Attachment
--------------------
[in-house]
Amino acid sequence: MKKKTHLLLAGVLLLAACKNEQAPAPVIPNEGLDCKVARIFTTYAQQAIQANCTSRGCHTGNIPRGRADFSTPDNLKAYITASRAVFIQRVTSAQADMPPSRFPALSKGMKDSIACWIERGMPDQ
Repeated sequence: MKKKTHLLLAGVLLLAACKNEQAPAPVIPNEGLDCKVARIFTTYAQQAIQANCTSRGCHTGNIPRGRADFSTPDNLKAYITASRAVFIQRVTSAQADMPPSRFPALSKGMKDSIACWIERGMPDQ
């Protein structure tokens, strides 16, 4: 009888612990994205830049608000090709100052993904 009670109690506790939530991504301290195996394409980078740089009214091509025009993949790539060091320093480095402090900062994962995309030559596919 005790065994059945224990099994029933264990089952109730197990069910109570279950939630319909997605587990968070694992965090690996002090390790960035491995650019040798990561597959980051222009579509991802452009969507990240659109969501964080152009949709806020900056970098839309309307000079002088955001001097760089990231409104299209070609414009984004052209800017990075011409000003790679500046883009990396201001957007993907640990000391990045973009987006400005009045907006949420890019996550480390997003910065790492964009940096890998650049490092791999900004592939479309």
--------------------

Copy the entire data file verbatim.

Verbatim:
[in-house]
Amino acid sequence: MKKKTHLLLAGVLLLAACKNEQAPAPVIPNEGLDCKVARIFTTYAQQAIQANCTSRGCHTGNIPRGRADFSTPDNLKAYITASRAVFIQRVTSAQADMPPSRFPALSKGMKDSIACWIERGMPDQ
Repeated sequence: MKKKTHLLLAGVLLLAACKNEQAPAPVIPNEGLDCKVARIFTTYAQQAIQANCTSRGCHTGNIPRGRADFSTPDNLKAYITASRAVFIQRVTSAQADMPPSRFPALSKGMKDSIACWIERGMPDQ
């Protein structure tokens, strides 16, 4: 009888612990994205830049608000090709100052993904 009670109690506790939530991504301290195996394409980078740089009214091509025009993949790539060091320093480095402090900062994962995309030559596919 005790065994059945224990099994029933264990089952109730197990069910109570279950939630319909997605587990968070694992965090690996002090390790960035491995650019040798990561597959980051222009579509991802452009969507990240659109969501964080152009949709806020900056970098839309309307000079002088955001001097760089990231409104299209070609414009984004052209800017990075011409000003790679500046883009990396201001957007993907640990000391990045973009987006400005009045907006949420890019996550480390997003910065790492964009940096890998650049490092791999900004592939479309």